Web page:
First Special Economic Zones on the way

manufacturing-gear-wheelsThe roll-out of special economic zones is under way, with the first two in KwaZulu-Natal and the Free State to be proclaimed shortly, Trade and Industry Minister Rob Davies said on Wednesday.

The Dube trade port and the Tshiame industrial development zone in Harrismith would both be transformed into special economic zones as soon as the regulatory framework had been established, which the minister said would take place within the next 100 days.

The regulations and guidelines would be finalised. The special economics zones board would be established, as would a one-stop-shop for fast-tracked support to investors.

The Dube trade port industrial development zone will specialise in high-value, niche agricultural and horticultural products, as well as manufacturing and value-addition for the automotive, electronics and clothing industries.

The Tshiame industrial development zone at Maluti-a-Phofung near Harrismith in the Free State will focus on automotive, clothing and agro-processing activities.

The Department of Trade and Industry is evaluating the feasibility of special economic zones focusing on the beneficiation and value-addition of platinum in Limpopo and North West. These zones would be used to encourage investors in beneficiation to locate their plants close to the mineral deposits.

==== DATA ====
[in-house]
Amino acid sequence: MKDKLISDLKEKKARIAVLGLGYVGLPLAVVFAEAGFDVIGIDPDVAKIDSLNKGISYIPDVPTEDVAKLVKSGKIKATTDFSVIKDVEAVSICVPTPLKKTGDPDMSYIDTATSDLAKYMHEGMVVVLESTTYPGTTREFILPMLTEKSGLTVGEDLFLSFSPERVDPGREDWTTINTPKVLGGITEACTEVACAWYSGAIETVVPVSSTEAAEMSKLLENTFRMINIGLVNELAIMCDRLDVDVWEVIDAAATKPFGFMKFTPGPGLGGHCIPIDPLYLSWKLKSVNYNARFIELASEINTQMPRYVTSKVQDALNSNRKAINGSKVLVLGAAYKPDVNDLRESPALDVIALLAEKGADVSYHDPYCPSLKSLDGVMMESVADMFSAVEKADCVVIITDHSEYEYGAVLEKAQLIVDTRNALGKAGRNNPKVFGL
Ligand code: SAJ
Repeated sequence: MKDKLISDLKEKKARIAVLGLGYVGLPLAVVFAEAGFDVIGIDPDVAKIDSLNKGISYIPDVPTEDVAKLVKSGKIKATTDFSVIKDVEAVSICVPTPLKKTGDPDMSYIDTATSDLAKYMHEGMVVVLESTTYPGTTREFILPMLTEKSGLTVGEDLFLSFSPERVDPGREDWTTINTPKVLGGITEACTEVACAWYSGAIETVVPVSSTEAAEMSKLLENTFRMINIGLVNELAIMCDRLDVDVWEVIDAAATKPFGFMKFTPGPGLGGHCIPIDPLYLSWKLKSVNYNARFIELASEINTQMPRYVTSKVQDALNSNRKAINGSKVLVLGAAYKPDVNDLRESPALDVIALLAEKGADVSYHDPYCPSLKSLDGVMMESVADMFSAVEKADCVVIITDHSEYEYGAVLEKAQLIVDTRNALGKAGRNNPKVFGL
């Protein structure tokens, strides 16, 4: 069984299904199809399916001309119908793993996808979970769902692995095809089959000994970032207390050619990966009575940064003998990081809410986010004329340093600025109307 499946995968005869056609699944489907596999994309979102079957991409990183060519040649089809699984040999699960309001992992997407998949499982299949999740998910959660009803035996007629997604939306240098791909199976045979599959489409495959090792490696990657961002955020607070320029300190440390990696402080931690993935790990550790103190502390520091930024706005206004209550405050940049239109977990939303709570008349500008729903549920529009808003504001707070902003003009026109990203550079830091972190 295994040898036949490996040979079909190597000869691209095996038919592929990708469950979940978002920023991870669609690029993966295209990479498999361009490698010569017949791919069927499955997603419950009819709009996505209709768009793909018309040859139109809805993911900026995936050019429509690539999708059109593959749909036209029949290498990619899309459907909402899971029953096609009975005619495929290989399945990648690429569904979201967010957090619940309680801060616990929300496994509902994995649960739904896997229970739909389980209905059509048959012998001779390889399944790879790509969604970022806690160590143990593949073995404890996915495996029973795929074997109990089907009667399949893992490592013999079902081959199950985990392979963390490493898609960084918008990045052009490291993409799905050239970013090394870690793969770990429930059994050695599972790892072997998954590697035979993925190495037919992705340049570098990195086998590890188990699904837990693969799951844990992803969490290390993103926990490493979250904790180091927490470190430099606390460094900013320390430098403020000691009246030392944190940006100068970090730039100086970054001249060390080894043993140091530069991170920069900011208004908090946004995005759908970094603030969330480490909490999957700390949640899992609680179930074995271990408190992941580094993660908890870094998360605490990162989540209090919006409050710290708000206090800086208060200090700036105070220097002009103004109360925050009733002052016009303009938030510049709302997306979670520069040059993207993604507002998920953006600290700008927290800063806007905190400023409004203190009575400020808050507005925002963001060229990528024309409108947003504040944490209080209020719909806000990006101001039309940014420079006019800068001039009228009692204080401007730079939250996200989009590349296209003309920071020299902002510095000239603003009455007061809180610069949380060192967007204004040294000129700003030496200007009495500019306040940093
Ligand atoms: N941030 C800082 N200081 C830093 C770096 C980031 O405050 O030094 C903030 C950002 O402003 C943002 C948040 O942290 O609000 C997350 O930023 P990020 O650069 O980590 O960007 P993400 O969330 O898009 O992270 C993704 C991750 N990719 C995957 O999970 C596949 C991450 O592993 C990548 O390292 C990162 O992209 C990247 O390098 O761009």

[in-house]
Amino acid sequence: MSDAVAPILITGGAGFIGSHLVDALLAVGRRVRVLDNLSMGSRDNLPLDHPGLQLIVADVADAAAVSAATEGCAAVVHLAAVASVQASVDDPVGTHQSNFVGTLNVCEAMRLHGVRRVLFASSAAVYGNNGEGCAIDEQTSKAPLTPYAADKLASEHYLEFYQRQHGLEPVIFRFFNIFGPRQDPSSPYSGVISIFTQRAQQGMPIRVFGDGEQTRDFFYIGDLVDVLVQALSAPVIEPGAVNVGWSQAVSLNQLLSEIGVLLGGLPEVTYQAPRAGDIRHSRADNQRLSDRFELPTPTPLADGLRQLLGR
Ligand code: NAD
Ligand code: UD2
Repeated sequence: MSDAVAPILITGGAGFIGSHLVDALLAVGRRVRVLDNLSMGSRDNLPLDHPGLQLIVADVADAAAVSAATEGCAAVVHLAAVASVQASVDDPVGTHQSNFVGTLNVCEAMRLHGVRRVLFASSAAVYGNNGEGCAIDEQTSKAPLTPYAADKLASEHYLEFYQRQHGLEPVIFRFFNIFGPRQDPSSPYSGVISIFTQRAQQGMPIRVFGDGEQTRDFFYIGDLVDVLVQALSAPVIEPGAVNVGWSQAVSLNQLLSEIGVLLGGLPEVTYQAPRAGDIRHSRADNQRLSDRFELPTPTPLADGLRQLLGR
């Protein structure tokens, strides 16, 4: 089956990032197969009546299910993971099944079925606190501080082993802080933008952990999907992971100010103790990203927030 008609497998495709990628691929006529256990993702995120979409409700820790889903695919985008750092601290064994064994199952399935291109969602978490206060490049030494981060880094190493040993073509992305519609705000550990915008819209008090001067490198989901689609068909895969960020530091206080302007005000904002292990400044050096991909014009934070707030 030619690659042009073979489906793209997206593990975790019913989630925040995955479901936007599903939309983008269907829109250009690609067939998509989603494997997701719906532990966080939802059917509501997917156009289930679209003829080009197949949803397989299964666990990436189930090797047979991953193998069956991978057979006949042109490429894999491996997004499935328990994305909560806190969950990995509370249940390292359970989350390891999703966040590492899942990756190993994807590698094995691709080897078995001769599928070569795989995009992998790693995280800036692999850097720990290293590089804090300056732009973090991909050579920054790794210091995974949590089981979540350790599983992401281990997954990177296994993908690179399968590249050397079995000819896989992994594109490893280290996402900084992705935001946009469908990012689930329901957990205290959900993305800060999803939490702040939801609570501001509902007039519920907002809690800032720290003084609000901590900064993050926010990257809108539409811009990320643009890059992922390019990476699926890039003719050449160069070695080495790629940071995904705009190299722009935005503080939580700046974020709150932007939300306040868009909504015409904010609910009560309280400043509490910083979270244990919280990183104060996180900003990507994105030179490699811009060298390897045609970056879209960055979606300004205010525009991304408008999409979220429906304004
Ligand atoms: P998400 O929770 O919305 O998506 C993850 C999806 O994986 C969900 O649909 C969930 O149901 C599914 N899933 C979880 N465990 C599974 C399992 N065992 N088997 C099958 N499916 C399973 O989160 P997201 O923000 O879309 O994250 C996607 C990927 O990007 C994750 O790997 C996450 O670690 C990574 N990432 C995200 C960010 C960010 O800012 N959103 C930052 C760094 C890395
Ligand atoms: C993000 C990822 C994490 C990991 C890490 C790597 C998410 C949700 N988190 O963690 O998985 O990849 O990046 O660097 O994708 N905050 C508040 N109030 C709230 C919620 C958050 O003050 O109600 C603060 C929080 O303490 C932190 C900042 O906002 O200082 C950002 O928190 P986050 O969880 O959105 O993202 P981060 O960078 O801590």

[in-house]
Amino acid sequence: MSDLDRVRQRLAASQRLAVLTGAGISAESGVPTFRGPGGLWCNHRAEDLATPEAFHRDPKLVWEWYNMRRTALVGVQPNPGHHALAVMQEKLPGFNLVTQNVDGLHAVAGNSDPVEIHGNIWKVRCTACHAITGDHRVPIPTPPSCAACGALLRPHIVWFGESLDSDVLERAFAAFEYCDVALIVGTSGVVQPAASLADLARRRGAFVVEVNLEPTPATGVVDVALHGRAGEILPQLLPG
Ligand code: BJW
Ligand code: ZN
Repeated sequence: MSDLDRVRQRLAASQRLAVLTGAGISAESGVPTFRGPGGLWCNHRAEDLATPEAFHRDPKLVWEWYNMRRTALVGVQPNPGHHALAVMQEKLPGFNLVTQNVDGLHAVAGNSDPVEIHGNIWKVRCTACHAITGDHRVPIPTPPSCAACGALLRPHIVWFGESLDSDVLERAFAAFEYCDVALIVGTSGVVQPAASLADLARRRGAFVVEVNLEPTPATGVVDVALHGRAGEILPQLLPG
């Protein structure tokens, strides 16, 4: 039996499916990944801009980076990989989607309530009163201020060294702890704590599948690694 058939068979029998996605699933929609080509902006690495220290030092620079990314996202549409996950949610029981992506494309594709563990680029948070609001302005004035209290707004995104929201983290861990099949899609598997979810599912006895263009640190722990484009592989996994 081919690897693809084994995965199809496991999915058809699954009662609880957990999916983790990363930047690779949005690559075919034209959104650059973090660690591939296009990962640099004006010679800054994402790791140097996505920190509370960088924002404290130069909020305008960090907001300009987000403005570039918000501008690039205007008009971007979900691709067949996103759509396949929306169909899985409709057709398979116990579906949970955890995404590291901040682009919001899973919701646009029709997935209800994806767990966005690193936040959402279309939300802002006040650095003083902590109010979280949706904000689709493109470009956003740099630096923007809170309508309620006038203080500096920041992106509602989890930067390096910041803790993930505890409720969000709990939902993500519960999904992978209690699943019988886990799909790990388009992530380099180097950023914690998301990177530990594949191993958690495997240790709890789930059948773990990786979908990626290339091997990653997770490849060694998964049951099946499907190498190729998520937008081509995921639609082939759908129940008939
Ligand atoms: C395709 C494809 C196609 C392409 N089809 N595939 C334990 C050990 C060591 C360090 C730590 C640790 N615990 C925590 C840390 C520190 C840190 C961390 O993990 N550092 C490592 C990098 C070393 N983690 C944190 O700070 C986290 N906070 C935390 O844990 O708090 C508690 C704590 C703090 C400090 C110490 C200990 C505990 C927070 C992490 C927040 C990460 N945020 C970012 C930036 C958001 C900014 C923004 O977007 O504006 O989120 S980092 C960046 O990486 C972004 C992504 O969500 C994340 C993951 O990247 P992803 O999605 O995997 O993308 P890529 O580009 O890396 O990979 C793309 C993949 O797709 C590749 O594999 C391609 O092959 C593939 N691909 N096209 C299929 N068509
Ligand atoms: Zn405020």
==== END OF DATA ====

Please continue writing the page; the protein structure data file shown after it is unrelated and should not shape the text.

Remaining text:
Opportunities to partner with international producers of fuel cells are available, and have the potential for South Africa to become an established hub for the production of fuel-cell components. The Dti opines that this would be a very significant development because fuel cells are new technology used for back-up power generation in telecommunication masts, base-load power generation in rural areas, and fuel-cell passenger vehicles. The technology is fast becoming the subject of intense international competition for investment and is also a technology well suited to South Africa’s comparative advantage in platinum mineral resources.

The department is also assessing the feasibility of a solar industrial development zone in Upington in the Northern Cape.

The Saldanha Bay industrial development zone was well positioned to become a hub for oil, gas and marine repair, engineering and logistics. An application to operate as a Customs Control Area to service the West and East African offshore oil and gas industry is being finalised. To date 18 companies, nine local and nine foreign, have signed nonbinding expressions of interest.

The Coega, Richards Bay and East London industrial development zones had together generated R3.4bn in investments and created more than 67,000 direct and indirect jobs. A number of new investments worth several billion rand were also under negotiation. Source: BDlive.co.za

DTI Destroys ‘Unsafe’ Goods Worth R8 Million

NRCSMore than 300 000 of non-complying products valued at R8-million were destroyed at the third destruction of goods function conducted today in Born Accord, Pretoria. The goods were seized during the National Regulator for Compulsory Specifications (NCRS) raids and a significant percentage of the products were also intercepted at the ports of entry including sea ports and inland ports.

Addressing stakeholders at the event, the Minister of Trade and Industry, Dr Rob Davies said it was crucial to have technical regulations and compulsory specifications for goods in order to prevent sub-standard, unsafe, and harmful products into the South African market.

“The goods are not only destroyed to defend our consumers against sub-standard products, but also the South African producers against unfair competition from those who either produce the same products or more typically import from all sort of borders,’” he said.